Rep. Grant filed a bill HB373 that would not allow districts to grant annual contract renewals, as some districts do, for teachers who receive an evaluation of ‘effective’ or ‘highly effective’. The bill has a long way to go in the legislative process and what the bill accomplishes is not clear. Teachers rated ‘ineffective’ may already be terminated. Tenure is gone, and teachers are regularly dismissed.
Reasons for dismissing a teacher are specified in law according to the Florida Education Association which does not support more legislative interference in teacher contracts. Currently, teachers are on annual contracts which must be reviewed each year. Some districts automatically renew these contracts if there are no performance issues.
In 2011, Governor Scott signed SB 736 that altered the entire teacher evaluation system:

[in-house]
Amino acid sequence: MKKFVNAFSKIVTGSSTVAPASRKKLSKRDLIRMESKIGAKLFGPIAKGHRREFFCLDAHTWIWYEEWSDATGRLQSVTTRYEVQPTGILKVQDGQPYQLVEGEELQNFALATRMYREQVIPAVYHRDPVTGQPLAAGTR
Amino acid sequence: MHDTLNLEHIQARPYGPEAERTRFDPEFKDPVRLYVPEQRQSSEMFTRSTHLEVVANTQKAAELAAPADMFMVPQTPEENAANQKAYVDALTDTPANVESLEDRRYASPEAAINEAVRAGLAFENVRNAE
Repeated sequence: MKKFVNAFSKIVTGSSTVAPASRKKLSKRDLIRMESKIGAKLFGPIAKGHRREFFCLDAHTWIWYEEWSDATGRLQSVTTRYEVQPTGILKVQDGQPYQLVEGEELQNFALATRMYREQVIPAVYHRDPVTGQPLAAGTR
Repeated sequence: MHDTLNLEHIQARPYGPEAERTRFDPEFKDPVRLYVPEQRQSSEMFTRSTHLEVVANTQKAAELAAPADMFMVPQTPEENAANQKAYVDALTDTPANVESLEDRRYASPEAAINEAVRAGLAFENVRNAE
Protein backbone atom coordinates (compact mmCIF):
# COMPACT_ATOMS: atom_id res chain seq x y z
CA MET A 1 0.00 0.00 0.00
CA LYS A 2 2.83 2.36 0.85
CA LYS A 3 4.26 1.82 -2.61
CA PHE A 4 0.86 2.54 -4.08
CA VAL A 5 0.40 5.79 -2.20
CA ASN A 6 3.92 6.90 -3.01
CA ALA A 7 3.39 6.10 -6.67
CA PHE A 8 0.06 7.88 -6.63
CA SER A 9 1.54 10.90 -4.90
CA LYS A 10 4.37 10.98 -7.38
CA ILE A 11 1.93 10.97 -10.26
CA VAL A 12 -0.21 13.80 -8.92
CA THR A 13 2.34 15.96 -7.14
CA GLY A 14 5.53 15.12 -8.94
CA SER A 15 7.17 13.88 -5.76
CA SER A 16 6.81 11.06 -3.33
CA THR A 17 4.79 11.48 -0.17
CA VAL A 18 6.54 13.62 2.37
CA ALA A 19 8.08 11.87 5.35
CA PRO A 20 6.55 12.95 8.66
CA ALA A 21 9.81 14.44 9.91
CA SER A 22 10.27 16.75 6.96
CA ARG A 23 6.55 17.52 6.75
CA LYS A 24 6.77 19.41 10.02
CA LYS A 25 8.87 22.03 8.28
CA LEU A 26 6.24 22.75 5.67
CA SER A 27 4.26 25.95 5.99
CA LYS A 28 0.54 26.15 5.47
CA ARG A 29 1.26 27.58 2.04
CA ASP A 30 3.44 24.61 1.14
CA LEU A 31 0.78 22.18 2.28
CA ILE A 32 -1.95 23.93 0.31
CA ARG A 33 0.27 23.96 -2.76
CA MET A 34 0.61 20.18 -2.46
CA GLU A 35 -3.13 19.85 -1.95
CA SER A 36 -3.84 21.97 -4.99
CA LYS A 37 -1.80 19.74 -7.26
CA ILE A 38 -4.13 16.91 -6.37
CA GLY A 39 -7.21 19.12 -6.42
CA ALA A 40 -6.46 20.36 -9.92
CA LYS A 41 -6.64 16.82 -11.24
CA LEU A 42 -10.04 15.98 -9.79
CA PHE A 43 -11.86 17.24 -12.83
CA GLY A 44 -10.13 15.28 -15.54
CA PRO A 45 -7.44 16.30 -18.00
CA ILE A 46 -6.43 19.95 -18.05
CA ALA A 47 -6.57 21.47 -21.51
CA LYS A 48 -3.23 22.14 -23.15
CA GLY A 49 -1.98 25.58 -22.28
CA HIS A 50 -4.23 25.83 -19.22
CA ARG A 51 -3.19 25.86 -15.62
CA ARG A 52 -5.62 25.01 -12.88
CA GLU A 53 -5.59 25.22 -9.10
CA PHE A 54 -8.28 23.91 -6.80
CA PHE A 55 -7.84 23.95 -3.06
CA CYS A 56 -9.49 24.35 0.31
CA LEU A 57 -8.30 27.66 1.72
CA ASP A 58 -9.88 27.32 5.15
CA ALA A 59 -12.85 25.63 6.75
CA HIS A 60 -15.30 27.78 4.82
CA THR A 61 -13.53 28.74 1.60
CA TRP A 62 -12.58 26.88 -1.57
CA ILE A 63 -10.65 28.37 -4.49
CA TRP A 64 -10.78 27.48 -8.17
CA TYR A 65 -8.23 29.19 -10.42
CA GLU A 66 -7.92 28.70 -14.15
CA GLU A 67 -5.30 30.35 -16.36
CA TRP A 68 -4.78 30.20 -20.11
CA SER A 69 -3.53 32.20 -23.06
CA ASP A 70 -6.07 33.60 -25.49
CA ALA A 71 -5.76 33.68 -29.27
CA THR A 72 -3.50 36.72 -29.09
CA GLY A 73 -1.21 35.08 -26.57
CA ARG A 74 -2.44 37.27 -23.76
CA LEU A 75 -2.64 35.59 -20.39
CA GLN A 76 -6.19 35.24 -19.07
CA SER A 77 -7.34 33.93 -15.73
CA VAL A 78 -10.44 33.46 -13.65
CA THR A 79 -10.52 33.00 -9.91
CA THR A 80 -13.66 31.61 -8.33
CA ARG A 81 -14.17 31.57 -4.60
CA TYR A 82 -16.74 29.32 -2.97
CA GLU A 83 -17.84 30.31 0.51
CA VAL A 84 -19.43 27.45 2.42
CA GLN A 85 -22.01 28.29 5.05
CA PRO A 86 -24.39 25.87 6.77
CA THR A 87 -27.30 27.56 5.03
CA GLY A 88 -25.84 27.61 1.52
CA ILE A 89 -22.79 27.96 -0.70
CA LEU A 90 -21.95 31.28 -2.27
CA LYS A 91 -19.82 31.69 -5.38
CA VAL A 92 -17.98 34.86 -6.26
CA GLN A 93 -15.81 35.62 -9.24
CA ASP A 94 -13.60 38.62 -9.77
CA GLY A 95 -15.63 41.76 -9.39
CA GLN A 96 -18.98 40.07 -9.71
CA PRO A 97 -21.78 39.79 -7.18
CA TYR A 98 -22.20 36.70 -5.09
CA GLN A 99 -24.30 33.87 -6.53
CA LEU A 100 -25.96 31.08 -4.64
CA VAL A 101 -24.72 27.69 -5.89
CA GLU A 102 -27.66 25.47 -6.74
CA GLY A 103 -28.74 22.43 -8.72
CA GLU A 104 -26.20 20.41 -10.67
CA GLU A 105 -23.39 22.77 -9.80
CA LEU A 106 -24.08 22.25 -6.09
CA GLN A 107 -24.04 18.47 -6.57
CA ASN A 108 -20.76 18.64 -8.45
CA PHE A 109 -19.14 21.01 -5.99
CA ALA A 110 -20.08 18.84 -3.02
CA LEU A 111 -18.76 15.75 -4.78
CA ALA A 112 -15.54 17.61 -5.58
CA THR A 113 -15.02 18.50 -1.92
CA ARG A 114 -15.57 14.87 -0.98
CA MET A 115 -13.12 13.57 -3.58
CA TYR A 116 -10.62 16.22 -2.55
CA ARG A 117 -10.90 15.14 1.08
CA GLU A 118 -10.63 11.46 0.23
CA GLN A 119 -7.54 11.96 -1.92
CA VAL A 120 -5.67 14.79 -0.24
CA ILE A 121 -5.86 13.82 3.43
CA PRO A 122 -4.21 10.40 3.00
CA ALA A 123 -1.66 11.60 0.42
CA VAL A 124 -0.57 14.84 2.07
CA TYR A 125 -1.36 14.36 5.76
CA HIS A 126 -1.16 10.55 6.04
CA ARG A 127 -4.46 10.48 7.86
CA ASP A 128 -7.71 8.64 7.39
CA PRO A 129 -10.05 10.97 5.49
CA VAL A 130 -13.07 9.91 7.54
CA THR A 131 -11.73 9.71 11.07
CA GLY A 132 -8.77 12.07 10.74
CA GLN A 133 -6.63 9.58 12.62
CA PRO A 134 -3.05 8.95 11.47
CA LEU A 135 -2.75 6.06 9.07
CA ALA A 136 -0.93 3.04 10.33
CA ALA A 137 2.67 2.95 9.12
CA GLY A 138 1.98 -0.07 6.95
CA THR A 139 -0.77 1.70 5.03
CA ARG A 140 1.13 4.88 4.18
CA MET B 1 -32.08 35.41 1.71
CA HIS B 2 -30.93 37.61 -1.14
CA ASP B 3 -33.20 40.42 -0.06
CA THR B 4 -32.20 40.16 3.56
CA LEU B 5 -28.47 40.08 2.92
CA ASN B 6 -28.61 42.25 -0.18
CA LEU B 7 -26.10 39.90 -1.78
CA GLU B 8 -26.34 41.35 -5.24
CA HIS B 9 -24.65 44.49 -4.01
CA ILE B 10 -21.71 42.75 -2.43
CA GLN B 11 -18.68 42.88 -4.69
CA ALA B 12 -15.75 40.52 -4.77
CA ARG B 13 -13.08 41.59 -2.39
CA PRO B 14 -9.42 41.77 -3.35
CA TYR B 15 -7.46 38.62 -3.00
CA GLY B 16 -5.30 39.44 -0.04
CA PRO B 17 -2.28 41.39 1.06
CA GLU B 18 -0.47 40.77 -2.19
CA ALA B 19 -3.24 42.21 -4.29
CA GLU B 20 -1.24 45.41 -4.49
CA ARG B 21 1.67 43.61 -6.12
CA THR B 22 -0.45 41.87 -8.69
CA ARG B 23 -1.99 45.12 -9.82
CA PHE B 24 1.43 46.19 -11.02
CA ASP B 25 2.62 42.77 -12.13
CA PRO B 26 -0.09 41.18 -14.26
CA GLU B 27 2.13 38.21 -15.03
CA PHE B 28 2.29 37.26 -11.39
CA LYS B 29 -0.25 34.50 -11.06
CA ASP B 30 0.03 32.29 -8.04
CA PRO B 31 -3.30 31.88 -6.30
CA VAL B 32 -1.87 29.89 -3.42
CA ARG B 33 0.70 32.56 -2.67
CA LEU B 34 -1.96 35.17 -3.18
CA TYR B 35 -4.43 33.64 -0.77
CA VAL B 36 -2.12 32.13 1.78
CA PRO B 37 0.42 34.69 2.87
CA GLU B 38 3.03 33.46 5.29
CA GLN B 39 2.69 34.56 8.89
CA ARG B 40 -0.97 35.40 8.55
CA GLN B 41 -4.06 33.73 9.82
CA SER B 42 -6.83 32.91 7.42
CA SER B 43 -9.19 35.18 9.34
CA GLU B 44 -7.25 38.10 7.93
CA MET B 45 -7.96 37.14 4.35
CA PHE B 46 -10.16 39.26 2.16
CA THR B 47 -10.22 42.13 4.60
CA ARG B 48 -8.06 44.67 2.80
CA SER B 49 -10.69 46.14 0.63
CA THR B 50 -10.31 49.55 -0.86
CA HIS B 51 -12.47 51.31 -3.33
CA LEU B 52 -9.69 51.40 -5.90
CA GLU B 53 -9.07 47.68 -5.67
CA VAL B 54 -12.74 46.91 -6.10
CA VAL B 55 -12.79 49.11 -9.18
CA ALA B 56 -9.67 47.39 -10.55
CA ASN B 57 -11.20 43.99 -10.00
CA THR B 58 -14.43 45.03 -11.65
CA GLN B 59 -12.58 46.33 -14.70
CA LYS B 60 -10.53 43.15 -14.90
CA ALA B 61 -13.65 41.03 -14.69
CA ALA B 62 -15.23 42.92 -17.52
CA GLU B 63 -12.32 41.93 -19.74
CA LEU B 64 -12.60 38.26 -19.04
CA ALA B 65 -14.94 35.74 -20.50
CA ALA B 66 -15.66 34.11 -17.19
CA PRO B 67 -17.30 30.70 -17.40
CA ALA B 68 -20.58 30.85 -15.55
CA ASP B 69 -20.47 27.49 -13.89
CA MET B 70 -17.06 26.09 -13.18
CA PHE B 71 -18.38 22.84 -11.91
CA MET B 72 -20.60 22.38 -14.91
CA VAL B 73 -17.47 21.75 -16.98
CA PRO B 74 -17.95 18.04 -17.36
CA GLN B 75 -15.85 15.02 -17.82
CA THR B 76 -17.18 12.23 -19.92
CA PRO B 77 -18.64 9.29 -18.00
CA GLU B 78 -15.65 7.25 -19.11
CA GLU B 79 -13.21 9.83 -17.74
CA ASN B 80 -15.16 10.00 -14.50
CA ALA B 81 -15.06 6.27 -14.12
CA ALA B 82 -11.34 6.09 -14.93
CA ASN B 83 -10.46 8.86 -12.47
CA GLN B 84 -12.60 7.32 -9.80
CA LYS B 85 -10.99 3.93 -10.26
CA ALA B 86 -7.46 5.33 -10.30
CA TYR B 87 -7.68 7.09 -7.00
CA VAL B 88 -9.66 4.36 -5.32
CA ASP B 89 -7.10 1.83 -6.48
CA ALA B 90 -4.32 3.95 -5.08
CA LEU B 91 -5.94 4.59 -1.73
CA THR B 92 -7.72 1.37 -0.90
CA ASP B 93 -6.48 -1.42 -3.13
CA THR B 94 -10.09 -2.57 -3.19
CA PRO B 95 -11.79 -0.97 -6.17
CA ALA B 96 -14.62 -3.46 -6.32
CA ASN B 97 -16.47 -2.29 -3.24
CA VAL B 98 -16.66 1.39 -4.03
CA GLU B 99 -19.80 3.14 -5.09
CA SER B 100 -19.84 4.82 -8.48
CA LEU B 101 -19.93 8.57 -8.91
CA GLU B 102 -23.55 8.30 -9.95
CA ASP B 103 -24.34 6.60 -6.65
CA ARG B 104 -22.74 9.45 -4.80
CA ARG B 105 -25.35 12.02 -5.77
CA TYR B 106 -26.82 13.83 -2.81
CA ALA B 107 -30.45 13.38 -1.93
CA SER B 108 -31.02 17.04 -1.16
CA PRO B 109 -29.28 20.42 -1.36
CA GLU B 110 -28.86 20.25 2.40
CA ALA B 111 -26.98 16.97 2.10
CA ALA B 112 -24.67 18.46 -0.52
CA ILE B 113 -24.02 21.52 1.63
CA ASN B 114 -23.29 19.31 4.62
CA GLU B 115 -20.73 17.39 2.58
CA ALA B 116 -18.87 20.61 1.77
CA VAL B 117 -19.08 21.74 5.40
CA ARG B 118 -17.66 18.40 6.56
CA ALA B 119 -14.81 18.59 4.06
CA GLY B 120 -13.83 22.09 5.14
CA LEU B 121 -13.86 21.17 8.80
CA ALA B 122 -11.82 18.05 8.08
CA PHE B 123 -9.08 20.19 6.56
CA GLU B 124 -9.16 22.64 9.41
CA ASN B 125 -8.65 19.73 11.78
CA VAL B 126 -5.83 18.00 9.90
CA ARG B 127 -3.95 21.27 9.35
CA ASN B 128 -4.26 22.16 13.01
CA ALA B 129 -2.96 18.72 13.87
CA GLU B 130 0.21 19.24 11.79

- Teachers hired after 2011 have a one-year probation and be subject to immediate dismissal. After the first year, they have annual contracts and annual reviews.
- Teachers hired prior to 2011 continue to have professional service contracts with automatic renewal, but they would be subject to immediate dismissal for just cause. All teachers, however, must renew their teacher certificates every five years, and those teachers with two sequential unsatisfactory ratings would be dismissed.
- Teachers receiving marginal ratings must undergo training. (Whether or not principals are willing to arrange for the appropriate remediation is a concern. It is suggested that it may be simply easier to give a low rating and dismiss the teacher).
- Workforce reduction must be based on program needs and performance evaluations, not last hired, first fired policies.
- Two salary plans performance (merit) or the years of teaching pay schedules are used. Teachers hired before 2011 are able to transfer to the merit plan, if they wish.